cms/pom.xml:

<build>
  <resources>
    <resource>
      <filtering>false</filtering>
      <directory>${basedir}/src/main/java</directory>
      <includes>
        <include>**/*.js</include>
      </includes>
    </resource>    <resource>
      <filtering>false</filtering>
      <directory>${basedir}/src/main/resources</directory>
      <includes>
        <include>**/*</include>
      </includes>
    </resource>
  </resources>
  ...
</build>

Dev Tips

The Javascript source defines two classes: one for the characteristic plugin, and one for the 'visitor characteristic' of the characteristic plugin:

cms/src/main/java/com/example/DocumentTypeCharacteristicPlugin.js:

Ext.namespace('Example');
Example.DocumentTypeCharacteristicPlugin =
                       Ext.extend(Hippo.Targeting.CharacteristicPlugin, {

    constructor: function(config) {
        Ext.apply(config, {
            visitorCharacteristic: {
                xtype: 'Example.DocumentTypeCharacteristic'
            }
        });
        Example.DocumentTypeCharacteristicPlugin.superclass.constructor.call(
                                                                 this, config);
    }
});

Example.DocumentTypeCharacteristic =
                       Ext.extend(Hippo.Targeting.VisitorCharacteristic, {

    isCollected: function(targetingData) {
        console.log(targetingData.termFreq);
        return !this.isEmptyObject(targetingData.termFreq);
    },

    isEmptyObject: function(object) {
        var isEmpty = true;
        if (!Ext.isEmpty(object)) {
            Ext.iterate(object, function() {
                isEmpty = false;
                return false;
            })
        }
        return isEmpty;
    },

    getTargetGroupName: function(targetingData) {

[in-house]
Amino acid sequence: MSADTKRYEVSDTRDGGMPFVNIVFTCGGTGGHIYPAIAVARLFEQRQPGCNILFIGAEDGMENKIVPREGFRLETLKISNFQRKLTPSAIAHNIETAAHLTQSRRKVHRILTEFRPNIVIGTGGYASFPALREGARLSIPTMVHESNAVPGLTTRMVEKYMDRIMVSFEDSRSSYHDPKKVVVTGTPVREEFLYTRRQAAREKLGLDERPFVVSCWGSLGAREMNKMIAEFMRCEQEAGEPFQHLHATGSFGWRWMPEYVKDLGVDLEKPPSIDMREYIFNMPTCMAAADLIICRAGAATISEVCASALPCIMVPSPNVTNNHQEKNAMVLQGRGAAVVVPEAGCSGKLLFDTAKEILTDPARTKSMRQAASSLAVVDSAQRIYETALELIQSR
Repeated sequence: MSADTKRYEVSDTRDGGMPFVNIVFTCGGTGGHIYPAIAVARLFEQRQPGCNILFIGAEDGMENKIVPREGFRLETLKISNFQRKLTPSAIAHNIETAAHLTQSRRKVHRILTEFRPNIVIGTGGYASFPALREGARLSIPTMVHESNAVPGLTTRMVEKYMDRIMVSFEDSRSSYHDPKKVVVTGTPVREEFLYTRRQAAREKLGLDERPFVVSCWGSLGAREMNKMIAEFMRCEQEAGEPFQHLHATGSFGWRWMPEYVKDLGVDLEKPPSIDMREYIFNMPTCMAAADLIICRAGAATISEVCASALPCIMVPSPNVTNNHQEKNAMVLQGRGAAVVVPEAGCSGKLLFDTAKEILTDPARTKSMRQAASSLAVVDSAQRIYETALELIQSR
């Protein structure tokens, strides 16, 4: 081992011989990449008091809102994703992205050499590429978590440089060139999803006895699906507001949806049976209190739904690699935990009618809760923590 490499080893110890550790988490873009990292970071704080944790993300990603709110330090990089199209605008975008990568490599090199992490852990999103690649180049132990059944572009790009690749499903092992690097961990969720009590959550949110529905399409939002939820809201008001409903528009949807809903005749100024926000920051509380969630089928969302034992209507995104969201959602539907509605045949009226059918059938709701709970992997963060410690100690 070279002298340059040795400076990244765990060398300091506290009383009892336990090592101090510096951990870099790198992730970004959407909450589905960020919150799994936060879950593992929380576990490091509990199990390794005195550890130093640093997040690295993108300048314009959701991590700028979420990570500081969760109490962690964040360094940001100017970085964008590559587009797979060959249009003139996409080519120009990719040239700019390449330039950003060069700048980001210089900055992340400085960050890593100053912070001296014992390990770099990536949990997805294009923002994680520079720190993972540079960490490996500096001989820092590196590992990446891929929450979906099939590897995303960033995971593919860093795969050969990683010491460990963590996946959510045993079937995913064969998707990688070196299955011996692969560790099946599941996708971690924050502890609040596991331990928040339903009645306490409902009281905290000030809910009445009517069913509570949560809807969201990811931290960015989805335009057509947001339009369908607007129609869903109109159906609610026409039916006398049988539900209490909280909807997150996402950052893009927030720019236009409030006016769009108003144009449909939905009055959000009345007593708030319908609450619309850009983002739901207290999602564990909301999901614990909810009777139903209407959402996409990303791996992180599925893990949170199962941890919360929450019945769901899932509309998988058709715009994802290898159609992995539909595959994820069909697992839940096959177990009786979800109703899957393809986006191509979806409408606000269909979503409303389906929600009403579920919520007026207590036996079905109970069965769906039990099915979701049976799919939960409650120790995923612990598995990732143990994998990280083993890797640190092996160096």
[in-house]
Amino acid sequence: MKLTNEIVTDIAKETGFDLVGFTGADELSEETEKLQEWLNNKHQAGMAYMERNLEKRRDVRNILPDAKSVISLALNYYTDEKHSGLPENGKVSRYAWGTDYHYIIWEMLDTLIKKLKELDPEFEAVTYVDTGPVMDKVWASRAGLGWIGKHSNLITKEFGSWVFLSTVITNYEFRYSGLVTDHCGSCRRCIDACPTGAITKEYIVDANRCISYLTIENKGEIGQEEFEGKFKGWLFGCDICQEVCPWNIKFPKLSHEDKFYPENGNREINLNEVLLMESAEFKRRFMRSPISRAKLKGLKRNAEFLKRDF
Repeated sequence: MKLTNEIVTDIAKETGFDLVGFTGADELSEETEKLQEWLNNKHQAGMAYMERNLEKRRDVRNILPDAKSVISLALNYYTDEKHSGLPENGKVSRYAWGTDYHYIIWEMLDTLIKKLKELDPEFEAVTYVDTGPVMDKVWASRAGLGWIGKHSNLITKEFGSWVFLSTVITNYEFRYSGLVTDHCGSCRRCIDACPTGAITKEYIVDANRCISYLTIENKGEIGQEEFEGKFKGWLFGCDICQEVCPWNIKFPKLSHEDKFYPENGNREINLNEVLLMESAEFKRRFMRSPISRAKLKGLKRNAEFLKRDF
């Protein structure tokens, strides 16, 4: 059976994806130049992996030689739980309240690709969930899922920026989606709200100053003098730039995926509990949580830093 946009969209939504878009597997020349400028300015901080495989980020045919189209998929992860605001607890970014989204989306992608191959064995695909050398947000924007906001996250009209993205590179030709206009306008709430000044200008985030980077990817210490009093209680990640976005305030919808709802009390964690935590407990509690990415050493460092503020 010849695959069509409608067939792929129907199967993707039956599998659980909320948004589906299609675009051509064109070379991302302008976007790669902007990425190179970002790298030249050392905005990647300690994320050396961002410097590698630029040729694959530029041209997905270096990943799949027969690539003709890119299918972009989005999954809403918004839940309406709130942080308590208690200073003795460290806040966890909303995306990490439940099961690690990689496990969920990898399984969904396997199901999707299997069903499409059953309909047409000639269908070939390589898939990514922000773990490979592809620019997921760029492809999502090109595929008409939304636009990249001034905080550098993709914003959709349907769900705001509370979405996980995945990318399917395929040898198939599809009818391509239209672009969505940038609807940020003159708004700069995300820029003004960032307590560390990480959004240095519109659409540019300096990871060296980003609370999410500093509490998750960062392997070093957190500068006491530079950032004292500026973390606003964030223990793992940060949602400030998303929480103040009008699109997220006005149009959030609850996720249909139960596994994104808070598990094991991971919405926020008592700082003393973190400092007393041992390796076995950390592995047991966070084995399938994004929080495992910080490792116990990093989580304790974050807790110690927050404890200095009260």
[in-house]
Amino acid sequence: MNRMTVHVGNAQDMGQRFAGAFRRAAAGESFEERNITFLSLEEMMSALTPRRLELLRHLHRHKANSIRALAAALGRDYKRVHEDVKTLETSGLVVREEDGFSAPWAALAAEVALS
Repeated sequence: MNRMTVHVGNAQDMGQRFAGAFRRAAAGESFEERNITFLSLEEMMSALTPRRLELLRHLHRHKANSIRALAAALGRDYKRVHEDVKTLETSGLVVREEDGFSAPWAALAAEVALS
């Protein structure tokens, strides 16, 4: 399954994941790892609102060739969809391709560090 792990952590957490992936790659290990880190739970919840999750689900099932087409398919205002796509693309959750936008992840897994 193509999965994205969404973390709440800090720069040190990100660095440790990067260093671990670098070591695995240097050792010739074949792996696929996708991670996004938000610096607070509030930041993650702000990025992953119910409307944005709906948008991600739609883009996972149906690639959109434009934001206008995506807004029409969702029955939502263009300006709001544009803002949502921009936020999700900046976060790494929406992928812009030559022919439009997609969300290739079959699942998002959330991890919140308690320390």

var names = [];
        Ext.iterate(targetingData.termFreq, function(term) {
            var indexAfterNamespace = term.indexOf(':') + 1;
            names.push(term.substring(indexAfterNamespace));
        });
        return names.join(', ');
    },

    getTargetGroupProperties: function(targetingData) {
        var properties = [];
        Ext.iterate(targetingData.termFreq, function(term) {
            properties.push({
                name: term,
                value: ''
            })
        });
        return properties;
    }

});
Ext.reg('Example.DocumentTypeCharacteristic',
        Example.DocumentTypeCharacteristic);

It is good practice to namespace all custom Javascript classes. In this example we use the namespace 'Example' (line 1).

In line 6-10, the xtype of the visitor characteristic class (' Example.DocumentTypeCharacteristic') is provided in the ' visitorCharacteristic' configuration property of the plugin. ExtJS uses this xtype to instantiate the associated class at runtime. In this example the xtype is the same as the class name; this is not mandatory (the xtype can be any string), but good practice and used throughout the Relevance Module's Javascript code. The xtype is registered in line 56.

The class Example.DocumentTypeCharacteristic inspects a targetingData object, which is the JSON representation of the serialized TargetingData object of the collector of the characteristic. Since the 'documenttypes' characteristic is backed by a com.onehippo.cms7.targeting.collectors.DocumentTypesCollector, the targetingData object is a com.onehippo.cms7.targeting.data.TermsFrequencyTargetingData. That object has a method getTermFreq that returns a Map<String, Integer> of all terms collected during a visit, and their frequencies. In case of the document types collector, each term is a JCR type name (i.e. myproject:newsdocument). The TermsFrequencyTargetingData object of the selected visitor is serialized to JSON and given to the functions of the class Example.DocumentTypeCharacteristic. So, the structure of the 'targetingData' Javascript object depends on the JSON representation of the TargetingData Java object of the collector.